when -- if you go to an individual, and don't ask him to verify his income, don't ask to verify his job and done make a phone call to his employer, if you don't even ask him to fill out an application, you know who that is going to attract as a klein base, right? and all of us know that this person is likely to default. so, we must immediately concluded, my god, this person who extended on these terms must be an idiot but what you are not seeing is what he did with the piece of paper when he length his signature to the bottom of the mortgage noted and he didn't hold it and immediately sold it and who was crazy enough to buy it. they created an instrument called cdo, clarmized debt obligations, in which they put a whole bunch of the worthless paper in a pool and got the rating agencies convinced that if the worst offenders and biggest defaulteders went to the lowest tranch first of the pool the upper tranch, bake 65, 75% of the junk paper would be rated
aaa. so, you know, it is a question of mathematics and you have to ask yourself, questions of how bad the world can get and what the defaulted rate is going to be but let me tell you this, people that were pushing this paper and taking out these enormous fees, i know what their worst-case scenario was, they ran -- the risk analysis guys ran a worst-case scenario on the products and the worst-case scenario they could imagine is what if real estate only increased 5% a year for the next 40 years and not one of them -- and i have a friend who in investigated of of the biggest banks, not one asked the question, what if real estate prices declined at all, 1% and never asked the question, what if they declined 30 or 50% and that is a very very, important question to ask when dealing with mortgages, because when a house price is going up, and somebody has a medical emergency or a loss of a job and they have to defaulted on their mortgage, they don't. because, the home price increase every year has created equity, in the prompt.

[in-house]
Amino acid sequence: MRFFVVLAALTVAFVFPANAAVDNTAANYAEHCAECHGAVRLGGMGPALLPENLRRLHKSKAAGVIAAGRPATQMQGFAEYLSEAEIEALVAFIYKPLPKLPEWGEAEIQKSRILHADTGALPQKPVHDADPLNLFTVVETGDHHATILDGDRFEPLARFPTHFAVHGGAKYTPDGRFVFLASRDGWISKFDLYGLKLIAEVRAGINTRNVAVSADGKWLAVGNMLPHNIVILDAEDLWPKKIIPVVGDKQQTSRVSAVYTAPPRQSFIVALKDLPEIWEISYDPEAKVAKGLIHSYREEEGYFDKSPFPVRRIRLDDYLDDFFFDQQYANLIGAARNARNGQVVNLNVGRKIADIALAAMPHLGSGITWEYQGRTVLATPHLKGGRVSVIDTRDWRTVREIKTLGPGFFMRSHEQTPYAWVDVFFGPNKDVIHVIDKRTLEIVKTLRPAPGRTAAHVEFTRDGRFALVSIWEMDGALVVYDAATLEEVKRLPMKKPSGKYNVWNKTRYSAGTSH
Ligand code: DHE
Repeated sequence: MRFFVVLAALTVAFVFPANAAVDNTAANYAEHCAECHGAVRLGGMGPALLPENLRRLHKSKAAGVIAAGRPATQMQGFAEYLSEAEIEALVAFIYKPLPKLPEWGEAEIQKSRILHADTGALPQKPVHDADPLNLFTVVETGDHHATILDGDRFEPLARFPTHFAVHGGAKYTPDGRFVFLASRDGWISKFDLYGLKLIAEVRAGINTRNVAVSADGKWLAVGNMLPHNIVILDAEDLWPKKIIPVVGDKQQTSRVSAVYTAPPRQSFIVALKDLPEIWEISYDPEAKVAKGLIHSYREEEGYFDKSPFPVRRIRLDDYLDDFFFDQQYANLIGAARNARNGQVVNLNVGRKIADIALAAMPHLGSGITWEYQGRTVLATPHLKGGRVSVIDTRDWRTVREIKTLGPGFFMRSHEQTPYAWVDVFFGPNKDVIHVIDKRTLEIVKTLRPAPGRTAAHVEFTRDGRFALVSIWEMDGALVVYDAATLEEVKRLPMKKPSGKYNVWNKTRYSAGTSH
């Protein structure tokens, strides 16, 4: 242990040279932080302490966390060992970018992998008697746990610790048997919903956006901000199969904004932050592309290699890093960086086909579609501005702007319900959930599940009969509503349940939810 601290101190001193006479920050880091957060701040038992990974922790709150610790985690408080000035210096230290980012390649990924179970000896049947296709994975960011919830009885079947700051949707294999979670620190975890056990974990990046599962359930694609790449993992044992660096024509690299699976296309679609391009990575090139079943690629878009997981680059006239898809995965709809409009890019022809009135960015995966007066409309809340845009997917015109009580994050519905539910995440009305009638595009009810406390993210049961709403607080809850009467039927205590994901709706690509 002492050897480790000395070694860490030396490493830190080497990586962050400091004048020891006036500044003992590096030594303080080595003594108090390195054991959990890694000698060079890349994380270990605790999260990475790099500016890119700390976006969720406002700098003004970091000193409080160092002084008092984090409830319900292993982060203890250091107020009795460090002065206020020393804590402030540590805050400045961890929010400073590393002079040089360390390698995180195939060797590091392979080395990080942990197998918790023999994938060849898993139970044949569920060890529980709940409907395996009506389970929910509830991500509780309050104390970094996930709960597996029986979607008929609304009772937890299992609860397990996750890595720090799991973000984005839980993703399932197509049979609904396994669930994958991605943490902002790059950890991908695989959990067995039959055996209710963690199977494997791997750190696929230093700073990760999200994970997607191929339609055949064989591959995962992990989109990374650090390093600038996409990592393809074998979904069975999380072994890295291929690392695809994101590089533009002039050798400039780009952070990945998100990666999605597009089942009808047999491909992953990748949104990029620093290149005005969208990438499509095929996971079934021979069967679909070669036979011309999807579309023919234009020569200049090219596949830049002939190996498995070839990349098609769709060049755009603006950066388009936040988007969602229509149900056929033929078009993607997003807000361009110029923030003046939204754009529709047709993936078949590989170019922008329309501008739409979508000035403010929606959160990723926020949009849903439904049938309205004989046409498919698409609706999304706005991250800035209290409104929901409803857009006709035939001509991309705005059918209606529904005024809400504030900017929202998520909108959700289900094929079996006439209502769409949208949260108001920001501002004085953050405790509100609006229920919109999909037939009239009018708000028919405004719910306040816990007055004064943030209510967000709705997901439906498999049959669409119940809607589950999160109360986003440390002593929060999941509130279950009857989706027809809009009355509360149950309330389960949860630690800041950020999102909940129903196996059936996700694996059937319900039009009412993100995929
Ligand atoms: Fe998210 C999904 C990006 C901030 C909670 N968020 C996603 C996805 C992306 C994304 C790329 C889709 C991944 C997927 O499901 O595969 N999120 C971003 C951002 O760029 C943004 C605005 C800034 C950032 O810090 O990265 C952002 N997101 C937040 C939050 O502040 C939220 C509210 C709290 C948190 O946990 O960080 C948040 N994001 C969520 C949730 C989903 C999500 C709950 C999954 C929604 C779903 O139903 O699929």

so, what they do, rather than putting the home back to the bank is go sell the house, take there profits and pay off the noted. but now imagine that same person, has a job loss in a declining real estate environment. now, he's under water. now, he has no incentive to sell the house in the private market, because he'll just be working for bank because all the proceeds go to the bank and he will not claim any equity and what does he do, what is rational, he mails the keys into the bank and says, thanks, has been nice renting from you for the last two years. ers. >> i wanted to ask a follow-up on the german example that you used on the question. ers. >> yes. ers. >> does that -- are you -- i'm sure are not -- does that mean global investments are a doomed venture -- global investments does that mean they are not a good idea on the whole? ers. >> globalization has been pushed on us as a great idea and again you have to examine it to see what are the shortcomings of it, right? one of the clear shortcomings which nobody analyzed in